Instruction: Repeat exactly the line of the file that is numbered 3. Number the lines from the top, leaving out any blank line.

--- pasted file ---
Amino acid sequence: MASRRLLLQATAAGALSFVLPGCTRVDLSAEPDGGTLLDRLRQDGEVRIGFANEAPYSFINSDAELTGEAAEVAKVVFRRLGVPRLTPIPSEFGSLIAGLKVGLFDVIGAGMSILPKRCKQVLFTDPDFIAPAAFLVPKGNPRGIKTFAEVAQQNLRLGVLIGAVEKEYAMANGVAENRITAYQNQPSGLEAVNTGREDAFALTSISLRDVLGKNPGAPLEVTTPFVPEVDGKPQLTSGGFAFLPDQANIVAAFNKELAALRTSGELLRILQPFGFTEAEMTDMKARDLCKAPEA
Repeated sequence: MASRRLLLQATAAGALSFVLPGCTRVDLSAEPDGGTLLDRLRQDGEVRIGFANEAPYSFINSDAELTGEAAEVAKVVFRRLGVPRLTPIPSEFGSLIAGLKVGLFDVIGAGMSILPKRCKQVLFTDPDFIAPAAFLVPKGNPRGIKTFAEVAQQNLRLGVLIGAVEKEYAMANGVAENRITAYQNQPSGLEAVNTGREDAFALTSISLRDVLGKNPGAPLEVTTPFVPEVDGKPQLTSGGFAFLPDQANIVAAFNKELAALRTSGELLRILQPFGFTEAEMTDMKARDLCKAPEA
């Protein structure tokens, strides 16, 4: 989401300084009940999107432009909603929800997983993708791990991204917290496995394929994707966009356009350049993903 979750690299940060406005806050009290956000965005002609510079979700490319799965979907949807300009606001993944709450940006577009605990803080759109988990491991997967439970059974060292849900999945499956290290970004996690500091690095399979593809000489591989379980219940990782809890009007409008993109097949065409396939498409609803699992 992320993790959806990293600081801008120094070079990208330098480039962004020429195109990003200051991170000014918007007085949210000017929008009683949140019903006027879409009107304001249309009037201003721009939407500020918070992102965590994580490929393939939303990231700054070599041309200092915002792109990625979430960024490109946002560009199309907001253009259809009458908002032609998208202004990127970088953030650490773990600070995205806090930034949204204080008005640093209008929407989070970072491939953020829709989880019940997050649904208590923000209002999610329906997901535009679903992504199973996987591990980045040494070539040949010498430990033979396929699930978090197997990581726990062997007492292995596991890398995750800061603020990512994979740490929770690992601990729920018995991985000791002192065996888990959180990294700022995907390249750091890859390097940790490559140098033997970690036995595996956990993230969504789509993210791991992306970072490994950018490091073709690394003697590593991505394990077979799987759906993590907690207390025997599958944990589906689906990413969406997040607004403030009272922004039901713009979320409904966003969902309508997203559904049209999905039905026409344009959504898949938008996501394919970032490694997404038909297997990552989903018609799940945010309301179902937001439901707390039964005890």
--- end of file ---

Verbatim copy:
């Protein structure tokens, strides 16, 4: 989401300084009940999107432009909603929800997983993708791990991204917290496995394929994707966009356009350049993903 979750690299940060406005806050009290956000965005002609510079979700490319799965979907949807300009606001993944709450940006577009605990803080759109988990491991997967439970059974060292849900999945499956290290970004996690500091690095399979593809000489591989379980219940990782809890009007409008993109097949065409396939498409609803699992 992320993790959806990293600081801008120094070079990208330098480039962004020429195109990003200051991170000014918007007085949210000017929008009683949140019903006027879409009107304001249309009037201003721009939407500020918070992102965590994580490929393939939303990231700054070599041309200092915002792109990625979430960024490109946002560009199309907001253009259809009458908002032609998208202004990127970088953030650490773990600070995205806090930034949204204080008005640093209008929407989070970072491939953020829709989880019940997050649904208590923000209002999610329906997901535009679903992504199973996987591990980045040494070539040949010498430990033979396929699930978090197997990581726990062997007492292995596991890398995750800061603020990512994979740490929770690992601990729920018995991985000791002192065996888990959180990294700022995907390249750091890859390097940790490559140098033997970690036995595996956990993230969504789509993210791991992306970072490994950018490091073709690394003697590593991505394990077979799987759906993590907690207390025997599958944990589906689906990413969406997040607004403030009272922004039901713009979320409904966003969902309508997203559904049209999905039905026409344009959504898949938008996501394919970032490694997404038909297997990552989903018609799940945010309301179902937001439901707390039964005890």